City Hall

Nearly two years after the Office for the Prevention of Hate Crimes began giving grants to community groups, they can’t say who’s received that money or what it’s achieved.
NYCFC will be crossing from The Bronx to Queens for a new soccer stadium that will be coupled with 2,500 so-called affordable housing units, local electeds and developers are expected to announce Wednesday.
A law from last fall required a comprehensive citywide plan to deal with climate change, but observers say what the Adams administration came up with is hardly what’s needed.
The city will bring in eight lawyers, paid for by their private firms but listed as employees of NYC, to plug a shortage. Critics say it’s just a drop in the bucket.
City Council must enable budget-cutting new health insurance options for retirees, warns Eric Adams’ chief labor negotiator — or City Hall will eliminate existing insurance plans.
Evolv Technology scanner misses aluminum tubes, even as it sounds alarms for umbrellas, reviews by a tech group and THE CITY found. A deputy mayor’s schedules show repeated meetings with the company.
It’s a longtime tradition for top leaders in New York’s public sector jobs to stack up vacation days for years and retire with big checks.
E-bike and phone chargers are coming soon to City Hall Park and other spots, after drivers for companies like Grubhub and DoorDash dreamed of having warm places to pause between runs.
The cancellation of a proposed cost-saving health plan after retired city workers sued could drain a special fund City Hall and unions use to pay employee benefits.
With a lawsuit slowing things down, insurers Elevance Health and Empire BlueCross BlueShield have pulled out of a controversial deal to change retired municipal employees’ Senior Care to a privately run plan “given the level of uncertainty at this time.”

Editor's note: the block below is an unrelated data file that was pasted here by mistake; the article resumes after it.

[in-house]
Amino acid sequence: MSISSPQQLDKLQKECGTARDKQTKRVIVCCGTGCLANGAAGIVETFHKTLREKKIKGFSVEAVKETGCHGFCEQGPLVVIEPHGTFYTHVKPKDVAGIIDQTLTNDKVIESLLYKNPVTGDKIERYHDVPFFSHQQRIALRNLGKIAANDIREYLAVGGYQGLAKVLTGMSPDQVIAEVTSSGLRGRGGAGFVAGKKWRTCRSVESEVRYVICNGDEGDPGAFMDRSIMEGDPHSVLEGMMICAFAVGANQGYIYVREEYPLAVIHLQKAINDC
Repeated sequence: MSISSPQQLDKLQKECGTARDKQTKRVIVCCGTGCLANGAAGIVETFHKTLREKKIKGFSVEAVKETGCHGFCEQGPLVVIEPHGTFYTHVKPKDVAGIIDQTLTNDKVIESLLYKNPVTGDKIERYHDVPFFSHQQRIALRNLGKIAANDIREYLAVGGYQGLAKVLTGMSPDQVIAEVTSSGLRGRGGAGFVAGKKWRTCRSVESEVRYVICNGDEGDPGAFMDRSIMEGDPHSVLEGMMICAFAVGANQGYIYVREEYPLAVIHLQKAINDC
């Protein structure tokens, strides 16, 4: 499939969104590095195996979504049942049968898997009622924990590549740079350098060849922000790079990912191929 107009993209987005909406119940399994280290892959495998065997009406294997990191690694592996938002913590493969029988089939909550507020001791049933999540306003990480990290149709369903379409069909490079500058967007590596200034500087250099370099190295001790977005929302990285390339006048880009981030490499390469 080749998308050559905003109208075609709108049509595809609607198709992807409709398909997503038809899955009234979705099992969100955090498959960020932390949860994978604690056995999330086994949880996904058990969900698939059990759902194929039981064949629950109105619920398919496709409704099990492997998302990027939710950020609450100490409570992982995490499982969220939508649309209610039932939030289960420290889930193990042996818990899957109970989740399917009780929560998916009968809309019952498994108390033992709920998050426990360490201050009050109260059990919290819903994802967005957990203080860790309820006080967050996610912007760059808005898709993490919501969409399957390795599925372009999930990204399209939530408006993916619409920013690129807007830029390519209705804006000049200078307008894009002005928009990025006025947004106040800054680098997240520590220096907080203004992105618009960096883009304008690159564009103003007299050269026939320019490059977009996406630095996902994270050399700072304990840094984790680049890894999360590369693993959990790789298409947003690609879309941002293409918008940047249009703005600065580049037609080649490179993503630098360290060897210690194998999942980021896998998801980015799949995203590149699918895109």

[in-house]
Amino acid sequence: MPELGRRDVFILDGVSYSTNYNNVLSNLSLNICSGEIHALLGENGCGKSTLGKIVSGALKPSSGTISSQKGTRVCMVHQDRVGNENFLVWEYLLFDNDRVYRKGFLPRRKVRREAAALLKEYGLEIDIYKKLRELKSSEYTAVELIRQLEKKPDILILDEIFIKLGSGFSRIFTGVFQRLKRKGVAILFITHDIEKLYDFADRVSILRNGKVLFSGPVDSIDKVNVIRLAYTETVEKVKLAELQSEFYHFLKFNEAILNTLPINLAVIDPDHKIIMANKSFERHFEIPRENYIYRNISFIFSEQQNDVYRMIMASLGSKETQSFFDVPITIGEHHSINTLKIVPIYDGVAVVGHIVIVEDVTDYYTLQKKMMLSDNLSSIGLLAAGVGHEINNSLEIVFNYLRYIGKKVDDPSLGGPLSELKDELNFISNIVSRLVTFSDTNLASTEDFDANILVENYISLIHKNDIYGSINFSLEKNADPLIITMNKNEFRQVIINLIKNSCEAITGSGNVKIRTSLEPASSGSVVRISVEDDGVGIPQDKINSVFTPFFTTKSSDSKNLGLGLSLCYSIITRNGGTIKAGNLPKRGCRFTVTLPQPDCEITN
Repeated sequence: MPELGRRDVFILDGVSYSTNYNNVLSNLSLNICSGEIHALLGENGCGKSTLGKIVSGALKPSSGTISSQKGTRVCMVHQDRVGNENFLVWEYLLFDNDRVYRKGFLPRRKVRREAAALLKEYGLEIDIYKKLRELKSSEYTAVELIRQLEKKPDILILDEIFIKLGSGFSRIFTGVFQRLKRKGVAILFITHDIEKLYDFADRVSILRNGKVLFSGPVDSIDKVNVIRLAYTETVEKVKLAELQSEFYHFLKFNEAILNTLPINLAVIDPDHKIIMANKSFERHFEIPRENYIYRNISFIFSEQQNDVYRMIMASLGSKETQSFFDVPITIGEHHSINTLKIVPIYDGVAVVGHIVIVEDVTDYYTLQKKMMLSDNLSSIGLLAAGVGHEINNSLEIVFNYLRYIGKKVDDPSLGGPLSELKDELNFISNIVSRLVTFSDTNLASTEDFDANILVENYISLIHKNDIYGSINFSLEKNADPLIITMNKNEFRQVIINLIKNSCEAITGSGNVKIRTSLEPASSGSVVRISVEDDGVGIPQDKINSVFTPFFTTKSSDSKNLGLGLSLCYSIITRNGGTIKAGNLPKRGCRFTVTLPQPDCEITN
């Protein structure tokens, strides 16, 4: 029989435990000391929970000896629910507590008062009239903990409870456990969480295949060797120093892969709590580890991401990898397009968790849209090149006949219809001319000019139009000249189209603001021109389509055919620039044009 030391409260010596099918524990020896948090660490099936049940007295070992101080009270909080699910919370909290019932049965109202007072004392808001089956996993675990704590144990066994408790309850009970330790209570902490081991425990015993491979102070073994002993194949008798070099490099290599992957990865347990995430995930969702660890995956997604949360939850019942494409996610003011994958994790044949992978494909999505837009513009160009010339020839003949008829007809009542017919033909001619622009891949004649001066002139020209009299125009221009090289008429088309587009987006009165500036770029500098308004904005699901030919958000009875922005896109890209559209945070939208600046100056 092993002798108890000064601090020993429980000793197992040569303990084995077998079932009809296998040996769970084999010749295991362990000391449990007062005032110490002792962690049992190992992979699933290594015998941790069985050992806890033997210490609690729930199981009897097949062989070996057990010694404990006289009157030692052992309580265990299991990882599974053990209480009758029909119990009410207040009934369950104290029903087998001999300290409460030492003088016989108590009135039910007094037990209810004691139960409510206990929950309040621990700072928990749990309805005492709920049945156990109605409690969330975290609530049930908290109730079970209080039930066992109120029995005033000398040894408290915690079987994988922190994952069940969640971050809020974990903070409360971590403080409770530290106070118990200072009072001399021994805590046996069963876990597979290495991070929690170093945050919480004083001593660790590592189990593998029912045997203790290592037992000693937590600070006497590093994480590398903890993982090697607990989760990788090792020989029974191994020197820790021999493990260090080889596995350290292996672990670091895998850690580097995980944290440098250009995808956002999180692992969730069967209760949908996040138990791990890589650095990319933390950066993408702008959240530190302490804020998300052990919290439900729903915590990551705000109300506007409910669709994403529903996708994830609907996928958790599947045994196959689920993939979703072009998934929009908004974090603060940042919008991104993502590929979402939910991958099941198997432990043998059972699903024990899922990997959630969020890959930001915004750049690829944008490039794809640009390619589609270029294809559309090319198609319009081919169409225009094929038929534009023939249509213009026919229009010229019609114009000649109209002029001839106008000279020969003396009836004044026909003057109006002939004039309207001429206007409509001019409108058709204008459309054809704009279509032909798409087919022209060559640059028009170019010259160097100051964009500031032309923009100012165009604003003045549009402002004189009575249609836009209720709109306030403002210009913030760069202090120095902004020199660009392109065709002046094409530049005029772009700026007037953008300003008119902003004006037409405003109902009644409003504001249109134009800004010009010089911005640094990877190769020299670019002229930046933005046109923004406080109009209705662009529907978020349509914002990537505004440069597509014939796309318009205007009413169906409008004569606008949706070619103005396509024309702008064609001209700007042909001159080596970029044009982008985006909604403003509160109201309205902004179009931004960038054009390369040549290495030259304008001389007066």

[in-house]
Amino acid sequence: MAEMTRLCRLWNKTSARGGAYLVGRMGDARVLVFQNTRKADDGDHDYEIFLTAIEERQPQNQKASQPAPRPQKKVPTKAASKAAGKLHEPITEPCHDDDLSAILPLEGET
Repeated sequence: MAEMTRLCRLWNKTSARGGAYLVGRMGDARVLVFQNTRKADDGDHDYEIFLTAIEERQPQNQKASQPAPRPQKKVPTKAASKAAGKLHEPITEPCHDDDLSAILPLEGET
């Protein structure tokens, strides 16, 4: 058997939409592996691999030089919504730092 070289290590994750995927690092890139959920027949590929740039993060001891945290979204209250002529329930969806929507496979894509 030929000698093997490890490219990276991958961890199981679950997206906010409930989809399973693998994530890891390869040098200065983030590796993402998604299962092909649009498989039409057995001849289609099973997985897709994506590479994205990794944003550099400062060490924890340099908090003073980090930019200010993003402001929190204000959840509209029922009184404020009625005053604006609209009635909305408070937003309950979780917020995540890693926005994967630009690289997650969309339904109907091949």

Hundreds of thousands of city workers and their dependents could have their healthcare shifted to a cheaper plan by 2024, documents show.
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Board of Health, City Planning Commission and mayor’s charity are among bodies citing pandemic as reason they must Zoom, even after mayor’s office reaffirmed full-time office mandate for city workers.
Pointing to higher-than-predicted tax revenues, the city’s chief fiscal officer will urge the mayor and City Council to adopt a savings formula to ensure funds to weather recessions.
Fred Kreizman worked for mega-lobbyist Capalino and Associates on behalf of condo, warehouse and shelter developers until Eric Adams was inaugurated. Now he’s in charge of the mayor’s office that interacts with community boards and local concerns.
From union pay raises to borrowing costs to pension funds, the rising cost of doing business could upend the mayor’s nearly $100-billion spending plan.
Bolstered by higher than expected revenues, the mayor’s city spending plan adds money for a gun crime unit, correction officers, affordable housing, child care and more, while watchdogs urge more savings.
From tweaked tax returns to ethics advice given to top officials, the current mayor is breaking from predecessors’ practice of releasing records — and from his own promises to be open with New Yorkers.
Mayor Eric Adams and Comptroller Brad Lander join forces to say they will not put city deposits into accounts with the financial giant, after advocates point to disproportionate denials of mortgages to Black applicants.
Edu Hermelyn quit his job with the city public assistance agency within weeks, after THE CITY asked about his political post alongside spouse Rodneyse Bichotte. He’s now running for election.
City social service agency imposes limits on orders of fruits and vegetables under federally funded P-FRED initiative. “We didn’t hear anything,” says one volunteer.